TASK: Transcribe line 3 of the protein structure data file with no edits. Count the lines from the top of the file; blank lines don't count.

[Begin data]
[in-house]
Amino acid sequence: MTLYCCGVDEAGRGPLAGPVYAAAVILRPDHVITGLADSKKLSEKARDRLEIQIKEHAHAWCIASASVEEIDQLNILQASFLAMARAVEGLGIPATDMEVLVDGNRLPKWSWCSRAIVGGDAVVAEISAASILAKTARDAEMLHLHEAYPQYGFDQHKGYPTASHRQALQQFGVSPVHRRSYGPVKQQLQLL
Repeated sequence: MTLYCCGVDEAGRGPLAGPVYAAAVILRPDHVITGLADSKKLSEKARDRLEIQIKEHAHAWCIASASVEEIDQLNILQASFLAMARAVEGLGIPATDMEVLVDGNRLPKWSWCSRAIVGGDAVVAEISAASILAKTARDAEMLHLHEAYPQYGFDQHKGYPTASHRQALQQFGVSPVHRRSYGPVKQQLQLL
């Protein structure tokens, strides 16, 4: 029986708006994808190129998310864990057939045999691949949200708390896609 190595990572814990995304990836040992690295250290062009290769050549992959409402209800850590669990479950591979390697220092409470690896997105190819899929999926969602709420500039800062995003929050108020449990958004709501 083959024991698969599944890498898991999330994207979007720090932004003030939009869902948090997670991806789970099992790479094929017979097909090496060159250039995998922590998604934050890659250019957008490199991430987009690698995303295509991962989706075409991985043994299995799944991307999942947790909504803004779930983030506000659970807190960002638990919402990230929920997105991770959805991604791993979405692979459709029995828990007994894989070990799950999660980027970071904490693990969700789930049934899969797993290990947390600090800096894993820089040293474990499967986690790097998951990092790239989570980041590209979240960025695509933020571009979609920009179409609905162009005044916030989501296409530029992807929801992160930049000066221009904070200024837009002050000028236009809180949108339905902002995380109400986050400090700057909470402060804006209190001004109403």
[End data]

Repeated sequence: MTLYCCGVDEAGRGPLAGPVYAAAVILRPDHVITGLADSKKLSEKARDRLEIQIKEHAHAWCIASASVEEIDQLNILQASFLAMARAVEGLGIPATDMEVLVDGNRLPKWSWCSRAIVGGDAVVAEISAASILAKTARDAEMLHLHEAYPQYGFDQHKGYPTASHRQALQQFGVSPVHRRSYGPVKQQLQLL